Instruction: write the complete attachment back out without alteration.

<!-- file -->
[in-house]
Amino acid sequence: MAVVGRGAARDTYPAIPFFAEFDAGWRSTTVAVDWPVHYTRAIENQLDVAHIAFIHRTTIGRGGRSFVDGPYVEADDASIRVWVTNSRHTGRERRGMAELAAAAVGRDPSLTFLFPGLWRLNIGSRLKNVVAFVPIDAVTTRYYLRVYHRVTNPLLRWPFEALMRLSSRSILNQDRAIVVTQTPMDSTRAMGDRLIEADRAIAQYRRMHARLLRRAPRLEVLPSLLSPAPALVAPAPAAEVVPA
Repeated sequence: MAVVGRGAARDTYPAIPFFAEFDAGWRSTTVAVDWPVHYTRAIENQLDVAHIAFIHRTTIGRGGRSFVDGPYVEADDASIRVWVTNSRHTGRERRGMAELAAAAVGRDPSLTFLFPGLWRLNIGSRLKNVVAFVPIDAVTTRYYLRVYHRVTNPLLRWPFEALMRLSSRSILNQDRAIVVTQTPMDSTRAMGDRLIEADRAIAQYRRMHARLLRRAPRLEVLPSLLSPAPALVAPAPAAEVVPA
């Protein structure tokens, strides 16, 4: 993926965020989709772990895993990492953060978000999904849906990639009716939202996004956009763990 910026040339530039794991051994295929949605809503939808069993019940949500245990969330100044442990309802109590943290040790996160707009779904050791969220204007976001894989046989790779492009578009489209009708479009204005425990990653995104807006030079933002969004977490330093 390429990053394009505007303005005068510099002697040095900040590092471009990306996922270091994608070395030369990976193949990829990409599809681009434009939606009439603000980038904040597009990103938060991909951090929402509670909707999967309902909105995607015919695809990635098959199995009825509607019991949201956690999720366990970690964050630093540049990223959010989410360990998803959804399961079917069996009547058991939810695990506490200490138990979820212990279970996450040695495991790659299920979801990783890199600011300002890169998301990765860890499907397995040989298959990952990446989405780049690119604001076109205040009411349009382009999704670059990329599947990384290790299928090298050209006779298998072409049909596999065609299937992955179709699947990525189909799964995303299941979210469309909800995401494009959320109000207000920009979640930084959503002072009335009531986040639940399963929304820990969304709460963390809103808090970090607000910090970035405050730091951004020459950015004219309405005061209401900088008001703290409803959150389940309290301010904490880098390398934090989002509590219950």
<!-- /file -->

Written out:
[in-house]
Amino acid sequence: MAVVGRGAARDTYPAIPFFAEFDAGWRSTTVAVDWPVHYTRAIENQLDVAHIAFIHRTTIGRGGRSFVDGPYVEADDASIRVWVTNSRHTGRERRGMAELAAAAVGRDPSLTFLFPGLWRLNIGSRLKNVVAFVPIDAVTTRYYLRVYHRVTNPLLRWPFEALMRLSSRSILNQDRAIVVTQTPMDSTRAMGDRLIEADRAIAQYRRMHARLLRRAPRLEVLPSLLSPAPALVAPAPAAEVVPA
Repeated sequence: MAVVGRGAARDTYPAIPFFAEFDAGWRSTTVAVDWPVHYTRAIENQLDVAHIAFIHRTTIGRGGRSFVDGPYVEADDASIRVWVTNSRHTGRERRGMAELAAAAVGRDPSLTFLFPGLWRLNIGSRLKNVVAFVPIDAVTTRYYLRVYHRVTNPLLRWPFEALMRLSSRSILNQDRAIVVTQTPMDSTRAMGDRLIEADRAIAQYRRMHARLLRRAPRLEVLPSLLSPAPALVAPAPAAEVVPA
């Protein structure tokens, strides 16, 4: 993926965020989709772990895993990492953060978000999904849906990639009716939202996004956009763990 910026040339530039794991051994295929949605809503939808069993019940949500245990969330100044442990309802109590943290040790996160707009779904050791969220204007976001894989046989790779492009578009489209009708479009204005425990990653995104807006030079933002969004977490330093 390429990053394009505007303005005068510099002697040095900040590092471009990306996922270091994608070395030369990976193949990829990409599809681009434009939606009439603000980038904040597009990103938060991909951090929402509670909707999967309902909105995607015919695809990635098959199995009825509607019991949201956690999720366990970690964050630093540049990223959010989410360990998803959804399961079917069996009547058991939810695990506490200490138990979820212990279970996450040695495991790659299920979801990783890199600011300002890169998301990765860890499907397995040989298959990952990446989405780049690119604001076109205040009411349009382009999704670059990329599947990384290790299928090298050209006779298998072409049909596999065609299937992955179709699947990525189909799964995303299941979210469309909800995401494009959320109000207000920009979640930084959503002072009335009531986040639940399963929304820990969304709460963390809103808090970090607000910090970035405050730091951004020459950015004219309405005061209401900088008001703290409803959150389940309290301010904490880098390398934090989002509590219950």